Eddy Cohen

Eddy Cohen

LEBANON

Growing up with the noise, bombardment and death of the Lebanese Civil War, Eddy Cohen saw his father kidnapped from the street in West Beirut. After nine months in captivity, 39 year-old Haim Cohen was executed by the Syrian secret police.

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Timeline of the Jews in Lebanon

2nd Cen. CE
Following the Bar Kokhba Revolt against Rome in 132 CE, several Jewish communities were established in Lebanon by refugees from the Roman suppression of the rebellion.
7th Cen. CE
Caliph Muawiya (642-680) establishes a Jewish community in Tripoli.
922
A Jewish community is founded in Sidon.
1071
The Jewish Academy is established in Tyre.
19th Century
Hostility between Maronite Christians and Druze communities in Deir al Qamar and surrounding areas catches Jews in the crossfire, and many of them leave, emigrating mostly to Hasbaya.
1911
Jews from Italy, Greece, Syria, Iraq, Turkey, Egypt, and Iran move to Beirut, expanding the community with an additional 5,000 members.
Early 20th Cen.
Jews prospered under the French Mandate of Lebanon, their freedom of religion protected by the 1926 Constitution of Lebanon.
1929
After riots in Jerusalem, the Grant Mufti of Jerusalem is expelled. He settles in Lebanon, and his anti-British and anti-Zionist rhetoric begins to create tension between Lebanese Jews and non-Jews.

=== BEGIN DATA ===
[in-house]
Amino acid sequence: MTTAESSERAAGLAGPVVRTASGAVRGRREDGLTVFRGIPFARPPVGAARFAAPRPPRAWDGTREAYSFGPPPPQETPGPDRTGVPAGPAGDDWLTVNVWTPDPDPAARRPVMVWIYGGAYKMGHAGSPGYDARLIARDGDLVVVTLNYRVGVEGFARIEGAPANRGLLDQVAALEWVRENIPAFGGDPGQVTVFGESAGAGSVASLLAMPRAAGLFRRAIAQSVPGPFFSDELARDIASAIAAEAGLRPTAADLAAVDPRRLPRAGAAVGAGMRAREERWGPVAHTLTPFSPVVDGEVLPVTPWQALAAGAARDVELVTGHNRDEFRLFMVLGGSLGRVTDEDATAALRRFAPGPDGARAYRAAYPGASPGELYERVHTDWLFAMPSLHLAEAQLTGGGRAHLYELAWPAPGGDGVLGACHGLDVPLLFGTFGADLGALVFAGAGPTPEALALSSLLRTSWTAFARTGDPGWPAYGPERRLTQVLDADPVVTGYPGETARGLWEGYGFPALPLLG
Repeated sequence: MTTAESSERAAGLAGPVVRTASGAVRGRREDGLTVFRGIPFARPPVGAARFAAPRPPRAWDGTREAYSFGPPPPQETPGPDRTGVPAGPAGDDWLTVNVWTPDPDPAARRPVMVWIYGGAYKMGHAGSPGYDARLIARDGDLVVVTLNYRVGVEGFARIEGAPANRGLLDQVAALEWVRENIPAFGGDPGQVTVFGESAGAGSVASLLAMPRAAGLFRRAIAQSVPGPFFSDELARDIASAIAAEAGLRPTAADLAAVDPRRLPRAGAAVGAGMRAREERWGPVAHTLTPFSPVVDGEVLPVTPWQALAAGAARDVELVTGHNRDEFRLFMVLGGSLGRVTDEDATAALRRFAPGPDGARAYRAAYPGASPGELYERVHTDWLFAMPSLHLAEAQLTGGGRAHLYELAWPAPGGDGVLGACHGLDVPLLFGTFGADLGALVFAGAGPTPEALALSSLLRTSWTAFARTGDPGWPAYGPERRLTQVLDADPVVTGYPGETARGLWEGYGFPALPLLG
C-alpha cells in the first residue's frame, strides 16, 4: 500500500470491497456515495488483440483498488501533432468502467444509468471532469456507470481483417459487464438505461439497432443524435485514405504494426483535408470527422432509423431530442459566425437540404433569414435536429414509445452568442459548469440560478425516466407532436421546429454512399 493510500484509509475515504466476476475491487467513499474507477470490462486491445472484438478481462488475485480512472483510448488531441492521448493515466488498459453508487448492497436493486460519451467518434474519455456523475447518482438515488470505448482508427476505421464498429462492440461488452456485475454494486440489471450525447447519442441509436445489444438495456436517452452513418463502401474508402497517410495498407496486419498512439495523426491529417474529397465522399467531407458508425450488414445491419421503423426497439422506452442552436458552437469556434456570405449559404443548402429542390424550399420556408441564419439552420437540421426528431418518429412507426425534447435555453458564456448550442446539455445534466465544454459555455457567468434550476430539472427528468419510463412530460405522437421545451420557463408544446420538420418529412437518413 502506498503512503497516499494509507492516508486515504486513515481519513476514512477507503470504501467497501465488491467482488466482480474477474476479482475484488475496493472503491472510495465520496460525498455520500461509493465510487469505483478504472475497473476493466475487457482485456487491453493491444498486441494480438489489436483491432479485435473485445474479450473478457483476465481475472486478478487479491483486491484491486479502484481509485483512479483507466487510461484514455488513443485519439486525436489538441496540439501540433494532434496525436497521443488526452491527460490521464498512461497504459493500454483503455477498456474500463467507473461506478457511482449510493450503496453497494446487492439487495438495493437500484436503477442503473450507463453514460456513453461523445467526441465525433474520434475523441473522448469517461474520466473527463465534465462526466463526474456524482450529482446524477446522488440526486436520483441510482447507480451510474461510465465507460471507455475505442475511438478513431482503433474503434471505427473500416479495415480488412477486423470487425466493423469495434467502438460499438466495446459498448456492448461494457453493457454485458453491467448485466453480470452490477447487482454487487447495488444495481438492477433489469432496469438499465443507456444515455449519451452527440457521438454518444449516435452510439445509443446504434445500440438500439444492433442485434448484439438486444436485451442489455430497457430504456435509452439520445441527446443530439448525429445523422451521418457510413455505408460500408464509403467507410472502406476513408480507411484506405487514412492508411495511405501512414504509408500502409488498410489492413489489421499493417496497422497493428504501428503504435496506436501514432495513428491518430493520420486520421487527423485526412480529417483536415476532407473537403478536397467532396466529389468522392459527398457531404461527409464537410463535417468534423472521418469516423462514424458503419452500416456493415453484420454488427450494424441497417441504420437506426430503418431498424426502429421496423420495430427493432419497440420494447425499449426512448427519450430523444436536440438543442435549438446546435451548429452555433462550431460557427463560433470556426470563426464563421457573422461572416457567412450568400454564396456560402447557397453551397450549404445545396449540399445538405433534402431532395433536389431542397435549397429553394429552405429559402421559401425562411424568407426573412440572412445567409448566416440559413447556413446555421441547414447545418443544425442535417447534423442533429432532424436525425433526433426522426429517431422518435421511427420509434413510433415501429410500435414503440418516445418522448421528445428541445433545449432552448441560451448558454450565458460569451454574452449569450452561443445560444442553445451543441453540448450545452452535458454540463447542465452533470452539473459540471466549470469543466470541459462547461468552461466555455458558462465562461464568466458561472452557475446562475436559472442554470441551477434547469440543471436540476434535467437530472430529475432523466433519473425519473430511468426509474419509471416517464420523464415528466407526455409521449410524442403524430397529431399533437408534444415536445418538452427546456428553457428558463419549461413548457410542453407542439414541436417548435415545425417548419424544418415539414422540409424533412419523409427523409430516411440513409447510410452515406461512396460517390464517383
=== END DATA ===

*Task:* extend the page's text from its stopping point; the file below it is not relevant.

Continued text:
1945
Fourteen Jews are killed in anti-Jewish riots in Tripoli.
1947-1948
Anti-Zionist demonstrations begin, and increase considerably after the 1948 Arab-Israeli War.
1950
The Alliance Israelite Universelle school in Beirut is blown up.
Early 1950s
Beirut’s main synagogue is bombed. Lebanese opposition parties begin demanding that Jewish property be confiscated and that Jews be discharged from government positions.
1952
The remaining two Jewish officers in the Lebanese Army are forcibly discharged by the Lebanese government.
1958
Mass emigration in the midst of Lebanon’s first civil war reduces the Jewish population, once numbered at 20,000 prior to 1948, down to approximately 5,000.
1967
In the wake of the Six Day War, another mass emigration occurs, leaving the Jewish population at approximately 2,000. Virtually all remaining Lebanese Jews now reside in Beirut.
Post-1967
The government restricts Lebanese Jews’ rights, forcing them to seek work permits and frequently denying them.
1975-1976
Fighting in the Muslim-Christian civil war also envelops the Jewish Quarter in Beirut, causing emigration of the majority of the remaining 2,000 Jews.
Mid-1980s
Hezbollah kidnaps several Lebanese Jews. Four of them are later found murdered.
2012
Under 100 Jews remain in Lebanon, living in Beirut. Several synagogues are being renovated and restored as best as possible, as tourism projects.